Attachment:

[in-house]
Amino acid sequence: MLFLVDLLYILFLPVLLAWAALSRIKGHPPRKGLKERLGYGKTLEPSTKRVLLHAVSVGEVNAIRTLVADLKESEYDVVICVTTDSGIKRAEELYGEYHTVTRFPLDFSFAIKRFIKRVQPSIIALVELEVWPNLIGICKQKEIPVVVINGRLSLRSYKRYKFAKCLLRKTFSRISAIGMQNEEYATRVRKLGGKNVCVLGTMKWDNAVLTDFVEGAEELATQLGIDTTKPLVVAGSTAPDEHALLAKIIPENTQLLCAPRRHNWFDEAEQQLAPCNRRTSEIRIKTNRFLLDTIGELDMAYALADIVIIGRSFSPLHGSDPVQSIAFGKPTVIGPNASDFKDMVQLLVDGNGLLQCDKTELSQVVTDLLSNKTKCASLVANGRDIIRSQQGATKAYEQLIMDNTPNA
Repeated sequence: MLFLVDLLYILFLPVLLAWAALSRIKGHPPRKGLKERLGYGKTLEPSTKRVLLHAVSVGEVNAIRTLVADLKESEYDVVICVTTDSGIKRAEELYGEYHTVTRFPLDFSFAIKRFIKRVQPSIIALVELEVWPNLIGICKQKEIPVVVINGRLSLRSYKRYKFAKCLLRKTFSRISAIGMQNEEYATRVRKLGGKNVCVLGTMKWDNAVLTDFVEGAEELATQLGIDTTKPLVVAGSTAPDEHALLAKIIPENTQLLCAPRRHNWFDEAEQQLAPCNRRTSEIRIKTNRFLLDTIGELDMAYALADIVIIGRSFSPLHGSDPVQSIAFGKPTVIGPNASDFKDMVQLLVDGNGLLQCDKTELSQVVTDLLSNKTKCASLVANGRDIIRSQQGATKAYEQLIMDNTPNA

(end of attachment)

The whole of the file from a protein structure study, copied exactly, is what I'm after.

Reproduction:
[in-house]
Amino acid sequence: MLFLVDLLYILFLPVLLAWAALSRIKGHPPRKGLKERLGYGKTLEPSTKRVLLHAVSVGEVNAIRTLVADLKESEYDVVICVTTDSGIKRAEELYGEYHTVTRFPLDFSFAIKRFIKRVQPSIIALVELEVWPNLIGICKQKEIPVVVINGRLSLRSYKRYKFAKCLLRKTFSRISAIGMQNEEYATRVRKLGGKNVCVLGTMKWDNAVLTDFVEGAEELATQLGIDTTKPLVVAGSTAPDEHALLAKIIPENTQLLCAPRRHNWFDEAEQQLAPCNRRTSEIRIKTNRFLLDTIGELDMAYALADIVIIGRSFSPLHGSDPVQSIAFGKPTVIGPNASDFKDMVQLLVDGNGLLQCDKTELSQVVTDLLSNKTKCASLVANGRDIIRSQQGATKAYEQLIMDNTPNA
Repeated sequence: MLFLVDLLYILFLPVLLAWAALSRIKGHPPRKGLKERLGYGKTLEPSTKRVLLHAVSVGEVNAIRTLVADLKESEYDVVICVTTDSGIKRAEELYGEYHTVTRFPLDFSFAIKRFIKRVQPSIIALVELEVWPNLIGICKQKEIPVVVINGRLSLRSYKRYKFAKCLLRKTFSRISAIGMQNEEYATRVRKLGGKNVCVLGTMKWDNAVLTDFVEGAEELATQLGIDTTKPLVVAGSTAPDEHALLAKIIPENTQLLCAPRRHNWFDEAEQQLAPCNRRTSEIRIKTNRFLLDTIGELDMAYALADIVIIGRSFSPLHGSDPVQSIAFGKPTVIGPNASDFKDMVQLLVDGNGLLQCDKTELSQVVTDLLSNKTKCASLVANGRDIIRSQQGATKAYEQLIMDNTPNA